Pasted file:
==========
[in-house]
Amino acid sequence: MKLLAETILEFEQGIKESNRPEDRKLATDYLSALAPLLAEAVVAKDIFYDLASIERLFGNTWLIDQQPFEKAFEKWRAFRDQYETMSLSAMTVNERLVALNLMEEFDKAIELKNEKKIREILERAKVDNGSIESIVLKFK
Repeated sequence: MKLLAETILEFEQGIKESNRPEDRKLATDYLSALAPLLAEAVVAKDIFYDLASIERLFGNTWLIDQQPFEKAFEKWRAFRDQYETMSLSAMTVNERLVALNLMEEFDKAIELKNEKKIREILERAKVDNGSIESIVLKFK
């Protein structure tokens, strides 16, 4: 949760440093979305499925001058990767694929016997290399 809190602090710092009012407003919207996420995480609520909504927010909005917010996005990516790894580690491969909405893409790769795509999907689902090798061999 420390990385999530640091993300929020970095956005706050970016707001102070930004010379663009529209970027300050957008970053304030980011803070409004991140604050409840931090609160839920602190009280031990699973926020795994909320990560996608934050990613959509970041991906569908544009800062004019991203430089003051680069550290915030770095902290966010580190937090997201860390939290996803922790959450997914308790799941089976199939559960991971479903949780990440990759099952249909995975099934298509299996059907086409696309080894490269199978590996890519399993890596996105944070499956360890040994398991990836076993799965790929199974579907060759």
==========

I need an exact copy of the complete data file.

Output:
[in-house]
Amino acid sequence: MKLLAETILEFEQGIKESNRPEDRKLATDYLSALAPLLAEAVVAKDIFYDLASIERLFGNTWLIDQQPFEKAFEKWRAFRDQYETMSLSAMTVNERLVALNLMEEFDKAIELKNEKKIREILERAKVDNGSIESIVLKFK
Repeated sequence: MKLLAETILEFEQGIKESNRPEDRKLATDYLSALAPLLAEAVVAKDIFYDLASIERLFGNTWLIDQQPFEKAFEKWRAFRDQYETMSLSAMTVNERLVALNLMEEFDKAIELKNEKKIREILERAKVDNGSIESIVLKFK
């Protein structure tokens, strides 16, 4: 949760440093979305499925001058990767694929016997290399 809190602090710092009012407003919207996420995480609520909504927010909005917010996005990516790894580690491969909405893409790769795509999907689902090798061999 420390990385999530640091993300929020970095956005706050970016707001102070930004010379663009529209970027300050957008970053304030980011803070409004991140604050409840931090609160839920602190009280031990699973926020795994909320990560996608934050990613959509970041991906569908544009800062004019991203430089003051680069550290915030770095902290966010580190937090997201860390939290996803922790959450997914308790799941089976199939559960991971479903949780990440990759099952249909995975099934298509299996059907086409696309080894490269199978590996890519399993890596996105944070499956360890040994398991990836076993799965790929199974579907060759």